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Sandra Oketch: The Voice of Cervical Cancer Prevention in Kisumu County

Sandra Oketch, the Kisumu Research Director for the Center has been making the rounds of the radio talk shows to share information about human papillomavirus testing in anticipation of this week’s cancer awareness activities. During this media blitz, Oketch has been speaking on radio shows in Luo, Kiswahili and English, she is working with key members of the Ministry of Health to raise awareness of cervical cancer, educate women on their risk and how to get screened. Activities will include in-person education, screening and a cancer awareness walk on the second and third of October. Key stakeholders will take advantage of the momentum to convene of meeting of partners actively engaged in cancer prevention and treatment to help develop a cancer prevention alliance that works synergistically, without duplication of activities. The First Lady of Kisumu, Dorothy Nyong’o, long a supporter of cancer control activities in the region, has promised to serve as a patron for the Kisumu County Cancer Alliance....
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Welcome Back!

Welcome Back!

With classes back in session, the halls are flowing with students talking about the trials and triumphs of their summers—whether they were in the field, interning in DC, trying out consulting work or just had an amazing vacation. The new school year brings with it a sense of new beginning and purpose—and sometimes an overwhelming feeling of everything needing to get “scheduled” during these first weeks of September.  A colleague recently started an email with the greeting: “did you have a relaxing or productive summer?  I feel like it’s either one or the other.”  It made me reflect on how we take advantage of being out of the classroom, trying to fit in various opportunities for travel, fieldwork and writing time that become harder during the semester, while also taking time to regroup and relax with family and friends. I hope everyone was able to have a little balance this summer, and come into the new school year with renewed...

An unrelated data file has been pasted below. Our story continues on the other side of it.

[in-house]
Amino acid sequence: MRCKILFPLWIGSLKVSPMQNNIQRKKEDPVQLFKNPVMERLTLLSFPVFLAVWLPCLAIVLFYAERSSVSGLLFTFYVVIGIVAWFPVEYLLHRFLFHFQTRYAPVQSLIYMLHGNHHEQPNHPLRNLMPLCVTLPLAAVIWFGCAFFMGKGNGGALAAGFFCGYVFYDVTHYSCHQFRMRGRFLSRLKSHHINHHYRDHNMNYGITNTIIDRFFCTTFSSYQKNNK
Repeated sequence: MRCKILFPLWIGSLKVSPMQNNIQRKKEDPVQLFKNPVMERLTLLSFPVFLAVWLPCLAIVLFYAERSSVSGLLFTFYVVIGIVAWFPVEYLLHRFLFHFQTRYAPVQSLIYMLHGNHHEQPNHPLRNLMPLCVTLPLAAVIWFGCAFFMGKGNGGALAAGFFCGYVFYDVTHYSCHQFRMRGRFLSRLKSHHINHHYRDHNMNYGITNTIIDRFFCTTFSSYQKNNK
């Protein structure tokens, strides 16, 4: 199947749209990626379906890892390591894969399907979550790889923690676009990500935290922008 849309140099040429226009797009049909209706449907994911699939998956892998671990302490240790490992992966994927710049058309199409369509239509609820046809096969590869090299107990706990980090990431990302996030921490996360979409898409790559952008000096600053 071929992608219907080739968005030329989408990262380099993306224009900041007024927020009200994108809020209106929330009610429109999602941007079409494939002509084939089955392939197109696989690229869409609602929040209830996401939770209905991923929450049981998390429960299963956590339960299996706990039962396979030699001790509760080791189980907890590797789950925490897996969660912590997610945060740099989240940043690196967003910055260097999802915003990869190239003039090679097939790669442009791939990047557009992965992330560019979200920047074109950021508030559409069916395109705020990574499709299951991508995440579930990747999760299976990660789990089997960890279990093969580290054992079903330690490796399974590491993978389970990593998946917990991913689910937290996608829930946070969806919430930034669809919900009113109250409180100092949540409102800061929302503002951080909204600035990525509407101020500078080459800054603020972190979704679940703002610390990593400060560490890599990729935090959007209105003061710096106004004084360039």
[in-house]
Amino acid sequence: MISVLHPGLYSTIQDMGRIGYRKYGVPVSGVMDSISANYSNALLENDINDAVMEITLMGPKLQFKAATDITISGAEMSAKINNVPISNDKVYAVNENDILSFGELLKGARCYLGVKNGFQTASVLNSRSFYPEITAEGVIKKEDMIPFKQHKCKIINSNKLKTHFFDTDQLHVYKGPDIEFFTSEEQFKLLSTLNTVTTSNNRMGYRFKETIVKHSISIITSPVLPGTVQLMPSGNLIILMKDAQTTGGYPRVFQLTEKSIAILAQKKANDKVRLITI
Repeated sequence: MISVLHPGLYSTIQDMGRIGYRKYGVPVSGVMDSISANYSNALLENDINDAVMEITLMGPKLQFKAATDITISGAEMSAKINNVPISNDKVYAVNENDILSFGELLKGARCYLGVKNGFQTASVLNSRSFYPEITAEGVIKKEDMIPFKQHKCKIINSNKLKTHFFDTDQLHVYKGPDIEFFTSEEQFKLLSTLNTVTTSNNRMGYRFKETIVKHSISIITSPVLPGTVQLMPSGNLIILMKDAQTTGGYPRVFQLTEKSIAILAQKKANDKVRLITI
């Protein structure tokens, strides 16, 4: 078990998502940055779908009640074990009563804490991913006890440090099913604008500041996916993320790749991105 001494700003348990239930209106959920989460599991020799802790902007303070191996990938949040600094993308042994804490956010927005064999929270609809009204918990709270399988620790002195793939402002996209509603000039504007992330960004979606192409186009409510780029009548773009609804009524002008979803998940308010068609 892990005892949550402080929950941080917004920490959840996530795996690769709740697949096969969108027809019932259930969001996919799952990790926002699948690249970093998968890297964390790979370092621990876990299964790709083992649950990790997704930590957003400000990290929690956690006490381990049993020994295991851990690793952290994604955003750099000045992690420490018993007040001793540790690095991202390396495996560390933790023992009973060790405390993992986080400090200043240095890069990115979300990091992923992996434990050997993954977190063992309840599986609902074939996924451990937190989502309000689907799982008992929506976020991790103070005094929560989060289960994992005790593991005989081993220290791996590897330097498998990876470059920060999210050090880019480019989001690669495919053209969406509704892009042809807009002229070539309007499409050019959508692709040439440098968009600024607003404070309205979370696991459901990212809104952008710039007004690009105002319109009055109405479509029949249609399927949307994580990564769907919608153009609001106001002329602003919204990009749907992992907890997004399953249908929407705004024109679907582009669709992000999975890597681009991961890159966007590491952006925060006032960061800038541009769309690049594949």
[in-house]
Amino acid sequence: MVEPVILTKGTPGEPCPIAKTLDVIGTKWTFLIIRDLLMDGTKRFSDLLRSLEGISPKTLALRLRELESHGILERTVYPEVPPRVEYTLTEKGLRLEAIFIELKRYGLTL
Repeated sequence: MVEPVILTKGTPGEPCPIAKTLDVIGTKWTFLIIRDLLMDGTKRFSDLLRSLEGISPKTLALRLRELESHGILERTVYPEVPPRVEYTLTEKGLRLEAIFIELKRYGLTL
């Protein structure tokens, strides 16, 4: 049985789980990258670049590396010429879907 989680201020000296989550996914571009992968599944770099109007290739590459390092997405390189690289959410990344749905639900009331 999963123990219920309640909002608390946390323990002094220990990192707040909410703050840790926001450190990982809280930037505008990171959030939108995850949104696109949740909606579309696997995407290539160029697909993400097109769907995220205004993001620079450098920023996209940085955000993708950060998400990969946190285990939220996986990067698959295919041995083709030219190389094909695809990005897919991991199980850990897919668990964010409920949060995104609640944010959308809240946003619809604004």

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Summer SRT team joins Kisumu office

This summer the Center office in Kisumu will be hosting three students through a Student Research Training (SRT) summer program. They will be joined by a Masters in Global Health student, an ob/gyn resident and a post-doctoral fellow, all researching various aspects of cervical cancer prevention and health systems strengthening for reproductive health.  They've just arrived in Kenya, and I've asked them to share some of their plans and expectations for the summer.  Follow this page to see updates on their projects and reflections throughout the summer. Emma Mehlhop, T'21 Since this summer will be my first experience in field work of any kind, I have much to anticipate. First, I am looking forward to reflecting on not just why I am passionate about Global Health, but what I am personally able to contribute to the field. During the Global Health Ethics course, we spent time reflecting on the work of Boniface Mwangi, a Kenyan photojournalist, who asks Global Health workers and...
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Expect the Unexpected

Expect the Unexpected

As students and faculty start lifting their heads from the end of semester rush and head off to Summer adventures, we have a chance to reflect on all we have accomplished this past year and to celebrate our graduating students. I had the opportunity to think more about this as I prepared my remarks for DGHI's undergraduate commencement on May 10. The opportunity to speak to graduates and their families was one of the most meaningful experiences I’ve had since joining the Duke faculty in 2016. Asked to talk about my journey from Duke student to a career in medicine and global health, I told the students that they need to expect the unexpected, be prepared for— and maybe even proud of— the inevitable failures, and to take chances on new adventures and challenges. As we embark on new and exciting projects with learners across the university and medical school this summer, I am encouraged to see a new generation of researchers and...
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Director’s Blog, Spring 2019

Director’s Blog, Spring 2019

On March 8, we celebrated International Women’s Day, which coincided with the one year anniversary of the Center’s launch in 2018. We took this opportunity to celebrate the activities and achievements of the past year with a tweetstorm celebrating the amazing women who have worked with the Center—from our team in the field, to the team of Duke undergraduates running our communications strategy, and a lot in between! Check out our twitter feed (@RHatDGHI) to keep up to date on all of students, faculty, residents and fellows who have contributed to the Center this year. This’s year’s IWD theme, “think equal, build smart and innovate change,” was a call to address the need for truly transformative solutions to advance gender equality and empowerment for women and girls. There is increased recognition that the growing gender divide in STEM fields will continue to hinder innovation and development of the disruptive solutions necessary to address disparities in reproductive health outcomes in the US...